Phantom 3 is a highresolution phantom depicting another underground scene. It has a resolution of . It contains 3 horizontal layers of contrast . The phantom consists of two circular pipes of outer diameter 0.4 m and 0.24 m with a thickness of 0.6 m and 0.5 m respectively. A large pipe has an inner region filled with a high contrast material of permittivity 1 and a small pipe has a vaccum inside. We use this phantom to perform a partially noninversecrime test as described in Section VE.
VB Comparison with other methods
We restrict ourself to the two classical methods. For fair comparison we modify these methods to add the prescribed regularization. We do not compare with linearized methods like Born approximation and Rytov approximation as these methods have shown to fail for highcontrast imaging [ma2018accelerated].
 CISOR

: The CISOR algorithm aims to solve (5) by taking all frequencies at once [ma2018accelerated]. As opposed to TVnorm penalization, we use the proposed regularization, i.e., we regularize it with nonnegative and totalvariation constraints with known value. The TV constraint parameter is set to the totalvariation of the true model. The problem is solved using a proxQN method with a maximum of 5000 iterations or until convergence (norm of the gradient below ).
 RL:

Recursive linearization (RL) method was introduced in [chen1997inverse], and has been a standard while working with multifrequency data. The method enjoys the computational benefit of solving a single constraint (i.e., solving a single linear system of equations) at a time, but might suffer in the highcontrast regime. It solves the sequence of problems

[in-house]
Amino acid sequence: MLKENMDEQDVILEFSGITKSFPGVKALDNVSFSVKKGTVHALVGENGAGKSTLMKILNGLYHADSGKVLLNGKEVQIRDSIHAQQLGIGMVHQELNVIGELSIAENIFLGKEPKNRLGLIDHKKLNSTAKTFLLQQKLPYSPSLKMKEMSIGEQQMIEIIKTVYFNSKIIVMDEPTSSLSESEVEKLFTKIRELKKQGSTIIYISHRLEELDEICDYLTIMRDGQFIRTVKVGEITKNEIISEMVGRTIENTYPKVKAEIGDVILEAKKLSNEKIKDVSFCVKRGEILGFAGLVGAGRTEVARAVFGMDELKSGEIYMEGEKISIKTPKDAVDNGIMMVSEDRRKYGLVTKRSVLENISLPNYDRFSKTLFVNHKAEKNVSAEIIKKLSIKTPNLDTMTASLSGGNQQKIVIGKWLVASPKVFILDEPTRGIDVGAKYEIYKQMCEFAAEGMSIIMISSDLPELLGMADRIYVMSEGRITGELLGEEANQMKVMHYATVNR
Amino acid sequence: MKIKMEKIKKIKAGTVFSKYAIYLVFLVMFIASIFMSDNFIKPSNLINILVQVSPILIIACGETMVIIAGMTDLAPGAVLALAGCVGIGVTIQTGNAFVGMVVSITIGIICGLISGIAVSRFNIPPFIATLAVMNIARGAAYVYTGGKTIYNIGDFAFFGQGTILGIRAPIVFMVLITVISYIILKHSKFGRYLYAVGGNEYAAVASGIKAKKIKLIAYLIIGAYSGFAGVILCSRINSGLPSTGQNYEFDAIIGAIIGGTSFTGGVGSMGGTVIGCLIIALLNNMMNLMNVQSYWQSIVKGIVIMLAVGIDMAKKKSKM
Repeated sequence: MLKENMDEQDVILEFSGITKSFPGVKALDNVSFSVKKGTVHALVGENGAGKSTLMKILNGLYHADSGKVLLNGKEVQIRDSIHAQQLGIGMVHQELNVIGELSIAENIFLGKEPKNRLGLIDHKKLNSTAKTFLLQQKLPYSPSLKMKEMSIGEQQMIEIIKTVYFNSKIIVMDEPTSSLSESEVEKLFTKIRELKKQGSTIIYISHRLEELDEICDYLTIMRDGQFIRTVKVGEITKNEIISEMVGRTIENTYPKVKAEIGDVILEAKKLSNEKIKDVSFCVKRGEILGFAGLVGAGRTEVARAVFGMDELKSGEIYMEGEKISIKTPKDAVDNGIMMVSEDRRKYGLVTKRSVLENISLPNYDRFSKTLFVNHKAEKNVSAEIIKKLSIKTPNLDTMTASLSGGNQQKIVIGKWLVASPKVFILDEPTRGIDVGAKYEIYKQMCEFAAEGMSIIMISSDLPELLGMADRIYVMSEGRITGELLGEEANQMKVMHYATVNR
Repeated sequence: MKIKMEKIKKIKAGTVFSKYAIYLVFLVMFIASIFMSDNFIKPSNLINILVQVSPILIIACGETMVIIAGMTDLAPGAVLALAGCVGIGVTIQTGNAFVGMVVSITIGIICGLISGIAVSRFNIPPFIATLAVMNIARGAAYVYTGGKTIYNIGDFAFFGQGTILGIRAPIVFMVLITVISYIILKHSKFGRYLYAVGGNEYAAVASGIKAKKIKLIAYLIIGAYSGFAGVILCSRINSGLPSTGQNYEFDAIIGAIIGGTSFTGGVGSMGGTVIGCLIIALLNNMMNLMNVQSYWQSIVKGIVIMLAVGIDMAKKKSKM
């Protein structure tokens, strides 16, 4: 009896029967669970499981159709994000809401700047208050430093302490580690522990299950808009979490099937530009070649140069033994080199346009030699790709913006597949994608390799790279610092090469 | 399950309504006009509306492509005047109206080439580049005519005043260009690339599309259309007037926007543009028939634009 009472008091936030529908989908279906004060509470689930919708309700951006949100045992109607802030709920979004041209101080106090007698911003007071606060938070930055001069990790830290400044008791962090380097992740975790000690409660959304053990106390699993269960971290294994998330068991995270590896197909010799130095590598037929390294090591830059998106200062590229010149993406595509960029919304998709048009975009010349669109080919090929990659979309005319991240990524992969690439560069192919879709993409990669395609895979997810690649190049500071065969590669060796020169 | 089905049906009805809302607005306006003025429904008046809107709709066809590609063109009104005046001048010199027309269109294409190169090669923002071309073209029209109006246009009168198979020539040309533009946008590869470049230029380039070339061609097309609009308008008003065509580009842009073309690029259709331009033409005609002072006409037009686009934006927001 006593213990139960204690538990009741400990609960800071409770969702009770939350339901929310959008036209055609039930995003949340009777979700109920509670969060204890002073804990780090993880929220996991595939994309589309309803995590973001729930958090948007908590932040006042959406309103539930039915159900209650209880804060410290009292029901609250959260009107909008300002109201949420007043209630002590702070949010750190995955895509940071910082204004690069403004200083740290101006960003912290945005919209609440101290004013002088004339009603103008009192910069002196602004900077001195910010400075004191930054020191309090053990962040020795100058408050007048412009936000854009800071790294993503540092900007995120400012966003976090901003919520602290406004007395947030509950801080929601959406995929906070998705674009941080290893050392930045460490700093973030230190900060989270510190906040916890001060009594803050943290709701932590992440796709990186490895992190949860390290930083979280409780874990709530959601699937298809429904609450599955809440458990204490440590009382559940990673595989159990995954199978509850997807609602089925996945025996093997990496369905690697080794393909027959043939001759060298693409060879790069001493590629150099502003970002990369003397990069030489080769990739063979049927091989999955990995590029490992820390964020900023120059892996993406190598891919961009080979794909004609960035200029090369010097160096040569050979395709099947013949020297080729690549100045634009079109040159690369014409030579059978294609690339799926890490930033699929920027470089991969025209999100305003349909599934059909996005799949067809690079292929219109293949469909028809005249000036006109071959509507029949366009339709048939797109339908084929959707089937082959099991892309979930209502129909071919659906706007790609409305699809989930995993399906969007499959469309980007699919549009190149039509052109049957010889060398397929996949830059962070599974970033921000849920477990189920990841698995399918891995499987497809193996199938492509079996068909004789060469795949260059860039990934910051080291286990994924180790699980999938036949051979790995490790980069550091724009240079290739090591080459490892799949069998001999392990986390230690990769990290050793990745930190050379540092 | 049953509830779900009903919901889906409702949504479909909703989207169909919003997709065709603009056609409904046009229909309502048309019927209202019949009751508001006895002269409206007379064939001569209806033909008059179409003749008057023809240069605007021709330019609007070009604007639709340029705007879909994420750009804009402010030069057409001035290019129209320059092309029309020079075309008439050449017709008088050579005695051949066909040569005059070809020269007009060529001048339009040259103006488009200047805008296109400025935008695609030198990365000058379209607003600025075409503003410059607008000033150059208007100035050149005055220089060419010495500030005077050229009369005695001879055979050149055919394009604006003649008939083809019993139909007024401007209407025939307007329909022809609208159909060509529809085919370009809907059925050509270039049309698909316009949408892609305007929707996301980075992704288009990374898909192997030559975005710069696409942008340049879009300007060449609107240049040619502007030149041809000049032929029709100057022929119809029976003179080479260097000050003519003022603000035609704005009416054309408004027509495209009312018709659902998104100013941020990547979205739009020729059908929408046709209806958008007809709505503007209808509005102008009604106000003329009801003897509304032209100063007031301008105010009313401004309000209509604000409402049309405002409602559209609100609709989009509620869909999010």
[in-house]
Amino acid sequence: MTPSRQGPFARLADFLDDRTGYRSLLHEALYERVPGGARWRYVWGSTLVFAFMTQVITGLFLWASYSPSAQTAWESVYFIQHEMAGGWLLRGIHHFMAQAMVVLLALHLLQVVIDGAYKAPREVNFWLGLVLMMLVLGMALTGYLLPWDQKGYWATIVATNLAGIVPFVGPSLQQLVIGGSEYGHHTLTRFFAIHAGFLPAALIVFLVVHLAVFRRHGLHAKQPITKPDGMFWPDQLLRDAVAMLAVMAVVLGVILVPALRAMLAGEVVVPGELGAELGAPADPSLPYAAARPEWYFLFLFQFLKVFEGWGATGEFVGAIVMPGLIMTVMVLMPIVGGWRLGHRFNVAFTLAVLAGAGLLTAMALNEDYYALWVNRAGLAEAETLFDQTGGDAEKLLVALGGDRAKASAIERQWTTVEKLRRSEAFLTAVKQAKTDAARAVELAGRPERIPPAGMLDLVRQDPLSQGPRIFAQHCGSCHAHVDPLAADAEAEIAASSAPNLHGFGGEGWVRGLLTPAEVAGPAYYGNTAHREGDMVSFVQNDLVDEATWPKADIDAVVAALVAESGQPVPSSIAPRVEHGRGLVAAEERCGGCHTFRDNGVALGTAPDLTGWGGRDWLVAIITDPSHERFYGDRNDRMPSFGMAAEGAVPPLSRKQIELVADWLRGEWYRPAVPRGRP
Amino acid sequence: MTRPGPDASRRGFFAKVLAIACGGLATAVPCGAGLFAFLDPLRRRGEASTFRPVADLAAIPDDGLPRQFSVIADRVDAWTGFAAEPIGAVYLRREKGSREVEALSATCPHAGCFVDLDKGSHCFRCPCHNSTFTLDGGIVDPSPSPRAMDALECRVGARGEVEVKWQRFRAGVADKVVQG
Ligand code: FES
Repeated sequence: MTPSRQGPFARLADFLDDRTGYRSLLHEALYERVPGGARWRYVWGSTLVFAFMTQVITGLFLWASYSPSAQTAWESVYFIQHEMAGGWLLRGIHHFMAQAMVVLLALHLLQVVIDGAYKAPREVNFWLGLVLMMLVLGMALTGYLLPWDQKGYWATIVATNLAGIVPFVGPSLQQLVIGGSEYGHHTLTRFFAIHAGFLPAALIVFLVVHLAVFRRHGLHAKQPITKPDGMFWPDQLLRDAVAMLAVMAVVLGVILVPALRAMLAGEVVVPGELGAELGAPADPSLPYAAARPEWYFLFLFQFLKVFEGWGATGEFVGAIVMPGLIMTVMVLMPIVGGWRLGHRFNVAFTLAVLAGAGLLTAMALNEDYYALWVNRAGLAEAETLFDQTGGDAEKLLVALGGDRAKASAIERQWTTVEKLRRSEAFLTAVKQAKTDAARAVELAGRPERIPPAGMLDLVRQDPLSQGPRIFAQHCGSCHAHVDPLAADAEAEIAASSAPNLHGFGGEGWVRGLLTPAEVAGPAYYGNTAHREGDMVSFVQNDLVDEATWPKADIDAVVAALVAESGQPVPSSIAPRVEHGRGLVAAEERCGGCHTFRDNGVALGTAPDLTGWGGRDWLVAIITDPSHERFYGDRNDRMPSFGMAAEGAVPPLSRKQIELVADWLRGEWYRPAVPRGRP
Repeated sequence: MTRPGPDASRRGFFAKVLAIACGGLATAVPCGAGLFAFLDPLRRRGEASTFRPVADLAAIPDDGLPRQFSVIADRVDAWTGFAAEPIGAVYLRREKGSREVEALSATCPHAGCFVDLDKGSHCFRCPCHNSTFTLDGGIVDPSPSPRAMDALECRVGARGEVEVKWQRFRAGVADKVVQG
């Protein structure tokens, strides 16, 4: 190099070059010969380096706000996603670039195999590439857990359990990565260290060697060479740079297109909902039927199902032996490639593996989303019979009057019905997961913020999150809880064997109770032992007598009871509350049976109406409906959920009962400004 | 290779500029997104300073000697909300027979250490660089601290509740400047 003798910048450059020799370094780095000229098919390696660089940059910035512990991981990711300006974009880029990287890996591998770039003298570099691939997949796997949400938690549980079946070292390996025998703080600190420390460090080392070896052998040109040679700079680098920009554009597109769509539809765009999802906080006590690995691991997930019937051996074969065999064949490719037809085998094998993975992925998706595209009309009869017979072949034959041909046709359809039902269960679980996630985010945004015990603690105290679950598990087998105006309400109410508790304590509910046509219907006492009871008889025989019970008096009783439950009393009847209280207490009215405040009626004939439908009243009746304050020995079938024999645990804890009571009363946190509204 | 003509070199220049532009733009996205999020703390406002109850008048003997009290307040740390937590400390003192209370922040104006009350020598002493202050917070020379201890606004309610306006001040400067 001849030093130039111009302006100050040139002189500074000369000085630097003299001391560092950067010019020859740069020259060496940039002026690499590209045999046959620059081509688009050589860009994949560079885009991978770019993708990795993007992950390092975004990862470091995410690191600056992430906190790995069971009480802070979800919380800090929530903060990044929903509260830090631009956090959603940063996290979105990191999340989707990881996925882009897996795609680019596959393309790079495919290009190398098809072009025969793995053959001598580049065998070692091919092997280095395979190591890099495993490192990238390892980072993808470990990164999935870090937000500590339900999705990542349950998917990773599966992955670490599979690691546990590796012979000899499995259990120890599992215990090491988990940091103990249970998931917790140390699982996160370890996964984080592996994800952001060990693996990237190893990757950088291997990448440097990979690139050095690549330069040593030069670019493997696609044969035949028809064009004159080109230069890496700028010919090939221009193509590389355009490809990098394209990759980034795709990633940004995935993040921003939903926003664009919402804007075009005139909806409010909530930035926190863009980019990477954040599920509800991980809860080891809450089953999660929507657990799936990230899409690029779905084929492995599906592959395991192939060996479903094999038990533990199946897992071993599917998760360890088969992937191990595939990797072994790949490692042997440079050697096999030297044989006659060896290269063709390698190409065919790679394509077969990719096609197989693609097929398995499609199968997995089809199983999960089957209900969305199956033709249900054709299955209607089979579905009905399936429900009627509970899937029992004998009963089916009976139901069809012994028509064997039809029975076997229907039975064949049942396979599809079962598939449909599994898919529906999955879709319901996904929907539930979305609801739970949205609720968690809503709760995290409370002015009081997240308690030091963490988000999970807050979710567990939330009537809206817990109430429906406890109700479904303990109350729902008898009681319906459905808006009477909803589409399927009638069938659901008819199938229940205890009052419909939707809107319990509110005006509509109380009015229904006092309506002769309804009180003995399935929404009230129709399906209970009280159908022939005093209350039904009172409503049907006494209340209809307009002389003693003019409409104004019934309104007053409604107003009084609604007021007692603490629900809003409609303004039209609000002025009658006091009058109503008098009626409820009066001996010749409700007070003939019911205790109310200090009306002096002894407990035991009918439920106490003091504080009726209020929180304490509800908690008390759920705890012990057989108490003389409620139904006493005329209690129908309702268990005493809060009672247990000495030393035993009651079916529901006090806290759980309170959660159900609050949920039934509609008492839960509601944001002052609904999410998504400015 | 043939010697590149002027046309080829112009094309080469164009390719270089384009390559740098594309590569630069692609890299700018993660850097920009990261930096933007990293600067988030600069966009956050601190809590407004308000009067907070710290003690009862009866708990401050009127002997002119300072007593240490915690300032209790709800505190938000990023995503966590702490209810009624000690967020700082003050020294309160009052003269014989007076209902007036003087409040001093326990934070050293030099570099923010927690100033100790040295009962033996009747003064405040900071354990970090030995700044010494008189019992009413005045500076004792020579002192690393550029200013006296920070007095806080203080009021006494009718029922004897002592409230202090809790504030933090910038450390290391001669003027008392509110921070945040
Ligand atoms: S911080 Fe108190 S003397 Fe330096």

with an initial guess to each subproblem being the solution of the previous subproblem. We modify the cost function to include the regularization. Similarly to the CISOR, we consider nonnegative and TV regularization with known value. Each subproblem is solved using a proxQN method with a maximum of 500 iterations.
 SF:

This method corresponds to the proposed sequential framework with known value. It solves the problem described in (8). We use a proxQN method to solve each subproblem with a maximum of 500 iterations or until converge.
 SF:

This method corresponds to the proposed sequential framework with estimation of at each iteration. It solves the problem described in (8) with the estimation from (16). Here, we assume that the noiselevel is known. We use a proxQN method to solve each subproblem with a maximum of 500 iterations or until converge.
For all the methods the initial model corresponds to a contrast of 0 everywhere.
VC Performance Measures
We use the following measures to evaluate the performance of the proposed methods and to compare with other methods.
 DR:

The data residual (DR) measures the distance of the modeled data for reconstructed model with the actual data in the euclidean sense. For multifrequency data the DR takes the following form